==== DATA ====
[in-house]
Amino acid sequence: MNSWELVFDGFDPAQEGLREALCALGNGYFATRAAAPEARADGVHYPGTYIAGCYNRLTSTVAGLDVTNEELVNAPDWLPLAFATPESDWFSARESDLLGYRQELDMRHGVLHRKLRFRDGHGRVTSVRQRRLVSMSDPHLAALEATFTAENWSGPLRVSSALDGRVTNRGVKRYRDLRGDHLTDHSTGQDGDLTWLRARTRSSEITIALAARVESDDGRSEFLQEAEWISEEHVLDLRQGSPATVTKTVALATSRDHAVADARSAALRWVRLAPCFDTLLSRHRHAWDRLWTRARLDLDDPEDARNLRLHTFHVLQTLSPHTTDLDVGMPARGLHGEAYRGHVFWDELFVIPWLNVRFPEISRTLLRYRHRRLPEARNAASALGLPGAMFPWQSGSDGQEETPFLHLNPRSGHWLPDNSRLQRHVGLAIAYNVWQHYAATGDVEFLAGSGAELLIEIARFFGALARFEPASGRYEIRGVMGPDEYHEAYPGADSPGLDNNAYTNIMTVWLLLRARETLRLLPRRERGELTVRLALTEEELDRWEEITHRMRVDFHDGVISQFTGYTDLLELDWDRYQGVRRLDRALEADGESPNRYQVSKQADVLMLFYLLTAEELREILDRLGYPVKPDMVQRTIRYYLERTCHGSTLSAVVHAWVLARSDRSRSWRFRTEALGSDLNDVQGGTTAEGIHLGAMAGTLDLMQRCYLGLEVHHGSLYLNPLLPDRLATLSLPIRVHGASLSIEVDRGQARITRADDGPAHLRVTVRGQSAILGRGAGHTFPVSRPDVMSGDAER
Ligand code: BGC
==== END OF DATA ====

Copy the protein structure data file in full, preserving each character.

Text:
[in-house]
Amino acid sequence: MNSWELVFDGFDPAQEGLREALCALGNGYFATRAAAPEARADGVHYPGTYIAGCYNRLTSTVAGLDVTNEELVNAPDWLPLAFATPESDWFSARESDLLGYRQELDMRHGVLHRKLRFRDGHGRVTSVRQRRLVSMSDPHLAALEATFTAENWSGPLRVSSALDGRVTNRGVKRYRDLRGDHLTDHSTGQDGDLTWLRARTRSSEITIALAARVESDDGRSEFLQEAEWISEEHVLDLRQGSPATVTKTVALATSRDHAVADARSAALRWVRLAPCFDTLLSRHRHAWDRLWTRARLDLDDPEDARNLRLHTFHVLQTLSPHTTDLDVGMPARGLHGEAYRGHVFWDELFVIPWLNVRFPEISRTLLRYRHRRLPEARNAASALGLPGAMFPWQSGSDGQEETPFLHLNPRSGHWLPDNSRLQRHVGLAIAYNVWQHYAATGDVEFLAGSGAELLIEIARFFGALARFEPASGRYEIRGVMGPDEYHEAYPGADSPGLDNNAYTNIMTVWLLLRARETLRLLPRRERGELTVRLALTEEELDRWEEITHRMRVDFHDGVISQFTGYTDLLELDWDRYQGVRRLDRALEADGESPNRYQVSKQADVLMLFYLLTAEELREILDRLGYPVKPDMVQRTIRYYLERTCHGSTLSAVVHAWVLARSDRSRSWRFRTEALGSDLNDVQGGTTAEGIHLGAMAGTLDLMQRCYLGLEVHHGSLYLNPLLPDRLATLSLPIRVHGASLSIEVDRGQARITRADDGPAHLRVTVRGQSAILGRGAGHTFPVSRPDVMSGDAER
Ligand code: BGC